California’s push to achieve 50 percent of our electricity from renewable sources by 2030 will entail a significant deployment of large-scale solar photovoltaic (PV) installations. But in places like the San Joaquin Valley, proposed installations have engendered conflicts with agricultural and conservation groups, who fear a resulting loss of valuable lands and the species and farming and ranching that depend on them.
To address the challenge, Berkeley Law’s Center for Law, Energy and the Environment (CLEE) partnered with Conservation Biology Institute (CBI) and Terrell Watt Associates to develop a new process to find “least-conflict” lands in the eight-county San Joaquin Valley region. The project team convened leaders from the agricultural, conservation, and solar PV development communities, and included tribes and key agencies. We asked the groups one question: from your perspective, where are the least-conflict lands for solar PV development in the Valley?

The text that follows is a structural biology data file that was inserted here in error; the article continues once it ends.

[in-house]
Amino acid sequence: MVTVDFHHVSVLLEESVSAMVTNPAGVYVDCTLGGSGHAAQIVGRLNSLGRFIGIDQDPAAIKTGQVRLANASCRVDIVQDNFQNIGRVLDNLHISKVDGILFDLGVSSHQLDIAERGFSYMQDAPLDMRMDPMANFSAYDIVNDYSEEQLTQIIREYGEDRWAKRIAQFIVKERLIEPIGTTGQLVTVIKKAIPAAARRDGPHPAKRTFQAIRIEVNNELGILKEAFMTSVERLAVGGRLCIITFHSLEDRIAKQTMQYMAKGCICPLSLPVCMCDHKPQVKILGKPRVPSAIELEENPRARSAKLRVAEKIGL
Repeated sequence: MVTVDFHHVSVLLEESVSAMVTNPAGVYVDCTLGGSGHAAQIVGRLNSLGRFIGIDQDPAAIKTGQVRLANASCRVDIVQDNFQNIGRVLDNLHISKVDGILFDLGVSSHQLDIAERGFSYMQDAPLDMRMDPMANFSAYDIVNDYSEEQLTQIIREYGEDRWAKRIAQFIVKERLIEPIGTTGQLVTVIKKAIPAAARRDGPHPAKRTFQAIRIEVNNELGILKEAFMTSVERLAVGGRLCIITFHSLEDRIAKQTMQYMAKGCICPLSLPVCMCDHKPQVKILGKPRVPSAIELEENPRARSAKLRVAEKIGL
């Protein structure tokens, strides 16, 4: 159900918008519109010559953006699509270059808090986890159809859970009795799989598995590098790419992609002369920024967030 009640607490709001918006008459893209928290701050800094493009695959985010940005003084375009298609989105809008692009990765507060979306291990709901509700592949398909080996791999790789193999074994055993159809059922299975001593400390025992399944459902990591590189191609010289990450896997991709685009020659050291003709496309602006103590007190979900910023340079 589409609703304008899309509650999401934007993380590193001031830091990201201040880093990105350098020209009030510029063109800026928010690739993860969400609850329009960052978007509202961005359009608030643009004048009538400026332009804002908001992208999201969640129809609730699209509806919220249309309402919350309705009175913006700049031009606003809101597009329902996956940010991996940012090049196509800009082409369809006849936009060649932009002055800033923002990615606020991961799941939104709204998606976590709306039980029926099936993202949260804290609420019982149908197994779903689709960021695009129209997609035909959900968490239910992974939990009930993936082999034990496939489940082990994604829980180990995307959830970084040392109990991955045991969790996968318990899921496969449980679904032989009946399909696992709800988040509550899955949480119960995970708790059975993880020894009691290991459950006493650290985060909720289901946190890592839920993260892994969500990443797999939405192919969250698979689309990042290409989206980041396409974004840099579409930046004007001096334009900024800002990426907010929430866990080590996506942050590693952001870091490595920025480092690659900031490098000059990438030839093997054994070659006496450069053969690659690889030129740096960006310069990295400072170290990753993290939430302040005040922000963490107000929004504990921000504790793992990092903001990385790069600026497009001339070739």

- Out of the 9.5 million acres in the stakeholder study area, the groups identified 470,000 acres of ideal, non-controversial land for solar PV development.
- The amount of land is roughly equal to 5 percent of the entire Valley study area.
- At a generic calculation of 1 megawatt of solar PV production from 5 acres of panels, the lands identified could provide 94,000 megawatts of renewable power – greater than all combined current in-state generation capacity and enough to power as many as 23 million homes in California — just from the San Joaquin Valley.
To be sure, not all of this land, on further inspection, may be practical or feasible for solar PV development. But if even a fraction works, it will accelerate the state’s renewable efforts and reduce the impact of air pollution on Valley communities.
Based on the results, CLEE urges policy makers to encourage solar expansion on these optimal lands and streamline the planning processes to steer more solar PV development there. Such efforts could include:
- Siting and fast-tracking appropriate transmission capacity to these lands;
- Developing permitting incentives for projects proposed in these areas, such as reforms to the Williamson Act and advance mitigation procedures under the California Environmental Quality Act; and
- Further study on the potential compatibility of solar PV with agricultural practices.
CLEE also encourages policy makers to support similar mapping processes throughout the state and eventually for a multi-state effort across the western United States.
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This work was made possible by generous support from the Energy Foundation